War on the roads. Polish transport sector at risk?
Piotr Stefaniak - 29-04-2019
Several signs indicate that international road transport will start to shrink. Mainly for political reasons, but not only. All European consumers will pay for these changes.
Polish carriers are an important element of the European transport and logistics system. Business is strongly affected when Polish drivers... do not work.
At the beginning of this decade, Polish transport companies - also branches of western companies operating from Poland - dominated the EU international transport, gaining one quarter of the market. This may now change.
- Germans have nothing against Polish long weekends; they can bundle together different holidays themselves, but they will certainly reproach that it destroys their logistics - says Ireneusz Frankowski, Board Member of the Miratrans company from Ozorkow.
During long weekends, on European Transport Exchanges - Trans.eu, Transporeon, Tomocom, LoadsToday and dozens of Polish transport exchanges - one can see mainly applications from companies that want to take cargo on long-haul routes - from Germany to Italy, Spain or Greece.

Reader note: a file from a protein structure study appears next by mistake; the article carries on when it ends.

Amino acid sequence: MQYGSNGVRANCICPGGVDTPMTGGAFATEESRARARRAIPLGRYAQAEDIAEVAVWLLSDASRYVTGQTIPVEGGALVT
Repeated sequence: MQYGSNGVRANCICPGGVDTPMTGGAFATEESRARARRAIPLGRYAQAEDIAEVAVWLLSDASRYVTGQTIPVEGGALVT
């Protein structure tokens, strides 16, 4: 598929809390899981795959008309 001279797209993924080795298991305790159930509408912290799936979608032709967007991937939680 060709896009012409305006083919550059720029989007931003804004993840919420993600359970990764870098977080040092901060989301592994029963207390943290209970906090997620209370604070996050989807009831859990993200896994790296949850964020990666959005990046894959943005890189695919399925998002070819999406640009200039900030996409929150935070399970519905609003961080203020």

The orders are taken by the carriers from Romania, Lithuania, Hungary and Bulgaria, who are just as operational as the Polish ones. But they are still not able to take as much orders as Polish “truckers”.
But everything can change. The Sword of Damocles hangs over companies from the Central European countries, which control more than half of the transport performance in the EU international transport.
There were two opportunities. The first when Poland opened up to free economy and introduced free currency exchange. A few thousand private transport companies were created and they were gradually gaining more vehicles. These companies mainly dealt with domestic transport, and only a few with foreign transport.